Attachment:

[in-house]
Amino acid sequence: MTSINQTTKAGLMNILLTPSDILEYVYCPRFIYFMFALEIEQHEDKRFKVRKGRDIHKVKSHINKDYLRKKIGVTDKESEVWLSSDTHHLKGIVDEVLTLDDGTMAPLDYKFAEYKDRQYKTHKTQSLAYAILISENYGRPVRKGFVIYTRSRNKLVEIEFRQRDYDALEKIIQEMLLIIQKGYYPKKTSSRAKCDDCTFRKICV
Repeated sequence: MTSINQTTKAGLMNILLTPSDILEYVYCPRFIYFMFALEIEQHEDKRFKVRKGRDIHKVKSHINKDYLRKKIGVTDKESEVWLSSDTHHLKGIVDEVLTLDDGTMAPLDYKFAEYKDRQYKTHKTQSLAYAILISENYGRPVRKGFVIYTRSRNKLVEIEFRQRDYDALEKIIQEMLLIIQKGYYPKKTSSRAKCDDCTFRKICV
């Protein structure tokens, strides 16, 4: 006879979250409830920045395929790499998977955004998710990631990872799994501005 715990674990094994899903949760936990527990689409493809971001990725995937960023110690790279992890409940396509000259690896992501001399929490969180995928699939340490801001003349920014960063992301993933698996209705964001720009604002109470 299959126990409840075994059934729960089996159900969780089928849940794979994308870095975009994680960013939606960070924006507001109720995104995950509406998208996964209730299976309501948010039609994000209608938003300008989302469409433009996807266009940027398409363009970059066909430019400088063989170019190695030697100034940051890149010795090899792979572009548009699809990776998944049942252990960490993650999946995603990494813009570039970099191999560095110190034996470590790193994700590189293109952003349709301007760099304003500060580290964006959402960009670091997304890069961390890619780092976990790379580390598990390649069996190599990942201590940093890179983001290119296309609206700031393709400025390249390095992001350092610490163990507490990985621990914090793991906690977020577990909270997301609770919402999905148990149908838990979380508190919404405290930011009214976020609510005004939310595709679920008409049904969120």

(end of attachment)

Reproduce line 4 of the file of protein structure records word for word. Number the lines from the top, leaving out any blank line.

């Protein structure tokens, strides 16, 4: 006879979250409830920045395929790499998977955004998710990631990872799994501005 715990674990094994899903949760936990527990689409493809971001990725995937960023110690790279992890409940396509000259690896992501001399929490969180995928699939340490801001003349920014960063992301993933698996209705964001720009604002109470 299959126990409840075994059934729960089996159900969780089928849940794979994308870095975009994680960013939606960070924006507001109720995104995950509406998208996964209730299976309501948010039609994000209608938003300008989302469409433009996807266009940027398409363009970059066909430019400088063989170019190695030697100034940051890149010795090899792979572009548009699809990776998944049942252990960490993650999946995603990494813009570039970099191999560095110190034996470590790193994700590189293109952003349709301007760099304003500060580290964006959402960009670091997304890069961390890619780092976990790379580390598990390649069996190599990942201590940093890179983001290119296309609206700031393709400025390249390095992001350092610490163990507490990985621990914090793991906690977020577990909270997301609770919402999905148990149908838990979380508190919404405290930011009214976020609510005004939310595709679920008409049904969120």